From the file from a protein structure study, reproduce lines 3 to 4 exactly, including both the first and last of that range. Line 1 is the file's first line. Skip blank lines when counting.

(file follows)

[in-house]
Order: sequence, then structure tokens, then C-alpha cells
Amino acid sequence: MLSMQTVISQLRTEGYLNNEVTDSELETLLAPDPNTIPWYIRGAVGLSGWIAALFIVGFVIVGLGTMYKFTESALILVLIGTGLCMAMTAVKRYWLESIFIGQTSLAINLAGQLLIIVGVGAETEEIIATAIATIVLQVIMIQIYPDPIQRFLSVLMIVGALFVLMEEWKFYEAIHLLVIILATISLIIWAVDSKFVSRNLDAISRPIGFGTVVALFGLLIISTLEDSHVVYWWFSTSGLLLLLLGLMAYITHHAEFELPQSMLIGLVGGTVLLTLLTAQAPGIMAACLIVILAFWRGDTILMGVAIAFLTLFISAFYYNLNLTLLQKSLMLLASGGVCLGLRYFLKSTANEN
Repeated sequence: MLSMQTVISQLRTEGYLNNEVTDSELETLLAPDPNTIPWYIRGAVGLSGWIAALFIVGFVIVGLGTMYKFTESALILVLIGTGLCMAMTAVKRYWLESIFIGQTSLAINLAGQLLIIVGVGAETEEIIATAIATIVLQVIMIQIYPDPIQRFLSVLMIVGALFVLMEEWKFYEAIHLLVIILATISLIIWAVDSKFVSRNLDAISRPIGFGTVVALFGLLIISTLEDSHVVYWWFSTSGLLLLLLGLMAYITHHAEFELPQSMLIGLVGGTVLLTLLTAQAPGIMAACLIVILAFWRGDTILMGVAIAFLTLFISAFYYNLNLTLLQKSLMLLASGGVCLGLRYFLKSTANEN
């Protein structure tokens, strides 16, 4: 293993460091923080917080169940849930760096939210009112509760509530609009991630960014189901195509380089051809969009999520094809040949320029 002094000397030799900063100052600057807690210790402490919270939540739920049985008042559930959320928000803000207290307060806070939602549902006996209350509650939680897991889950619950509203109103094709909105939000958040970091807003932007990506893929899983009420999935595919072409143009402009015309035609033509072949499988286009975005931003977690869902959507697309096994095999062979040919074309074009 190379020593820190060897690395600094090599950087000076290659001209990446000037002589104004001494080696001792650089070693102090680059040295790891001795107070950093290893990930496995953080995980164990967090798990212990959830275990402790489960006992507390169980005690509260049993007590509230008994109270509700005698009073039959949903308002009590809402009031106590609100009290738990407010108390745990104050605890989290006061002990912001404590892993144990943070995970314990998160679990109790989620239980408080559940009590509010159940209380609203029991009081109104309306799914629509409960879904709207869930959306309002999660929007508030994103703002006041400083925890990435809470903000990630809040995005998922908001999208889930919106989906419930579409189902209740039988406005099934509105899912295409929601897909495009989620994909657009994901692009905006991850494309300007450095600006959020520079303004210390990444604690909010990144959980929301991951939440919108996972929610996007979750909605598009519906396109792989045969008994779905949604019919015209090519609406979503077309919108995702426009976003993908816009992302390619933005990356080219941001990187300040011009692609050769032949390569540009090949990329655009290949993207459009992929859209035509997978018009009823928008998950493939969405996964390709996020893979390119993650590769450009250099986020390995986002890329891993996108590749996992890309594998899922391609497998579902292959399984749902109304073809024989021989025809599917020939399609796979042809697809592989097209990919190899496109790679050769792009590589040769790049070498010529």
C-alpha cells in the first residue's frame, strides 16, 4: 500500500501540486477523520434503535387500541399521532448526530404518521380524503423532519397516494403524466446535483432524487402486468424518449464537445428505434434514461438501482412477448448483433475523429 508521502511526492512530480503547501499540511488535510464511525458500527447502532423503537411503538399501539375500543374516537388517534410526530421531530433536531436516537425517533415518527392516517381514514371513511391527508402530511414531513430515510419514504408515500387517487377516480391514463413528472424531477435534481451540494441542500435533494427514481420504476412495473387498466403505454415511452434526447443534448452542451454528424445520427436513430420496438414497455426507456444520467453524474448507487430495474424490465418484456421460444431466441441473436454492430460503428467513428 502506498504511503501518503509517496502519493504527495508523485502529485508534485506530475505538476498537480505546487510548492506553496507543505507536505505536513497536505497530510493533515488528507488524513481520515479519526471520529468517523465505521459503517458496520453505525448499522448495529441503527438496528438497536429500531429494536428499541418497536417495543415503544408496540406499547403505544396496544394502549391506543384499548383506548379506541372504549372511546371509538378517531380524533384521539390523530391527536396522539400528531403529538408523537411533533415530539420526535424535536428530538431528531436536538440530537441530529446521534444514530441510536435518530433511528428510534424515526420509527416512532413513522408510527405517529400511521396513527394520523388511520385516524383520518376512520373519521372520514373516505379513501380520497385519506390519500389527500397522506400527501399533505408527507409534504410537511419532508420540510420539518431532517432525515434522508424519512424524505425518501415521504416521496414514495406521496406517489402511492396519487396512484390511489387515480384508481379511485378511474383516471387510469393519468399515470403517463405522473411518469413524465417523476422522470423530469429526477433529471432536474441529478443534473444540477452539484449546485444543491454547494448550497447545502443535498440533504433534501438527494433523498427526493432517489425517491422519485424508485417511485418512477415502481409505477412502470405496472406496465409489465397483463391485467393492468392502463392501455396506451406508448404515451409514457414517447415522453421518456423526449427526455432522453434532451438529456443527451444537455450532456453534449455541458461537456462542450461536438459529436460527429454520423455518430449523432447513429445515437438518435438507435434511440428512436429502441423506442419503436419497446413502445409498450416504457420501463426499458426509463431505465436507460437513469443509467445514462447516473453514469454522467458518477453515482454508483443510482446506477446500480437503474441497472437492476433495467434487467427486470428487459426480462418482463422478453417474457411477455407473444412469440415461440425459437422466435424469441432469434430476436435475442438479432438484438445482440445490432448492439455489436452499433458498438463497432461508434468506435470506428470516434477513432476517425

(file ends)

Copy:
Amino acid sequence: MLSMQTVISQLRTEGYLNNEVTDSELETLLAPDPNTIPWYIRGAVGLSGWIAALFIVGFVIVGLGTMYKFTESALILVLIGTGLCMAMTAVKRYWLESIFIGQTSLAINLAGQLLIIVGVGAETEEIIATAIATIVLQVIMIQIYPDPIQRFLSVLMIVGALFVLMEEWKFYEAIHLLVIILATISLIIWAVDSKFVSRNLDAISRPIGFGTVVALFGLLIISTLEDSHVVYWWFSTSGLLLLLLGLMAYITHHAEFELPQSMLIGLVGGTVLLTLLTAQAPGIMAACLIVILAFWRGDTILMGVAIAFLTLFISAFYYNLNLTLLQKSLMLLASGGVCLGLRYFLKSTANEN
Repeated sequence: MLSMQTVISQLRTEGYLNNEVTDSELETLLAPDPNTIPWYIRGAVGLSGWIAALFIVGFVIVGLGTMYKFTESALILVLIGTGLCMAMTAVKRYWLESIFIGQTSLAINLAGQLLIIVGVGAETEEIIATAIATIVLQVIMIQIYPDPIQRFLSVLMIVGALFVLMEEWKFYEAIHLLVIILATISLIIWAVDSKFVSRNLDAISRPIGFGTVVALFGLLIISTLEDSHVVYWWFSTSGLLLLLLGLMAYITHHAEFELPQSMLIGLVGGTVLLTLLTAQAPGIMAACLIVILAFWRGDTILMGVAIAFLTLFISAFYYNLNLTLLQKSLMLLASGGVCLGLRYFLKSTANEN